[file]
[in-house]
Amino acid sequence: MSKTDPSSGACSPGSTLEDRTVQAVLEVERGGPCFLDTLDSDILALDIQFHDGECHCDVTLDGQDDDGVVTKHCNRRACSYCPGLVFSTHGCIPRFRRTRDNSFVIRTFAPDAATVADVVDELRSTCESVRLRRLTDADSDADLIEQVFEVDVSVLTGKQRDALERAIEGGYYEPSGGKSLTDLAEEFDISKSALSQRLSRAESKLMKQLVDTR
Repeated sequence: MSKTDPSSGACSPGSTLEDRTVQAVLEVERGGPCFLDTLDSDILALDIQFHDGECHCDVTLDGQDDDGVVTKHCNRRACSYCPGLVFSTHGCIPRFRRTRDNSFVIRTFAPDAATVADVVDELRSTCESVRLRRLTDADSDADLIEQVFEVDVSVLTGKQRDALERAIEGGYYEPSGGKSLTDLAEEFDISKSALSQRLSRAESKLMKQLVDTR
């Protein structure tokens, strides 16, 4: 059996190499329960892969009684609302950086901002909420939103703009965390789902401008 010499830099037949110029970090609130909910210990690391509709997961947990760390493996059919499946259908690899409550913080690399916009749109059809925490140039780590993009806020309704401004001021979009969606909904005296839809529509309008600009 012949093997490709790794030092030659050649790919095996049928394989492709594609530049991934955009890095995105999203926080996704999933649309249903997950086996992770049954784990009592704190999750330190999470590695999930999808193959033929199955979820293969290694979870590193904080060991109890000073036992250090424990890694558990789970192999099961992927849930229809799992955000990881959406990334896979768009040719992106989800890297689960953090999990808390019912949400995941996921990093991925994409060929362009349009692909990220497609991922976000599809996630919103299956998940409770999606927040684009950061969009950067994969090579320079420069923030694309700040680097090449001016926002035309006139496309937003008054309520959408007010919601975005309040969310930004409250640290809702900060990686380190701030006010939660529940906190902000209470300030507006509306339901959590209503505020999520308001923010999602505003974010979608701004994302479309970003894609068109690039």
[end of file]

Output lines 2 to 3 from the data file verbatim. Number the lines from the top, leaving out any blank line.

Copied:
Amino acid sequence: MSKTDPSSGACSPGSTLEDRTVQAVLEVERGGPCFLDTLDSDILALDIQFHDGECHCDVTLDGQDDDGVVTKHCNRRACSYCPGLVFSTHGCIPRFRRTRDNSFVIRTFAPDAATVADVVDELRSTCESVRLRRLTDADSDADLIEQVFEVDVSVLTGKQRDALERAIEGGYYEPSGGKSLTDLAEEFDISKSALSQRLSRAESKLMKQLVDTR
Repeated sequence: MSKTDPSSGACSPGSTLEDRTVQAVLEVERGGPCFLDTLDSDILALDIQFHDGECHCDVTLDGQDDDGVVTKHCNRRACSYCPGLVFSTHGCIPRFRRTRDNSFVIRTFAPDAATVADVVDELRSTCESVRLRRLTDADSDADLIEQVFEVDVSVLTGKQRDALERAIEGGYYEPSGGKSLTDLAEEFDISKSALSQRLSRAESKLMKQLVDTR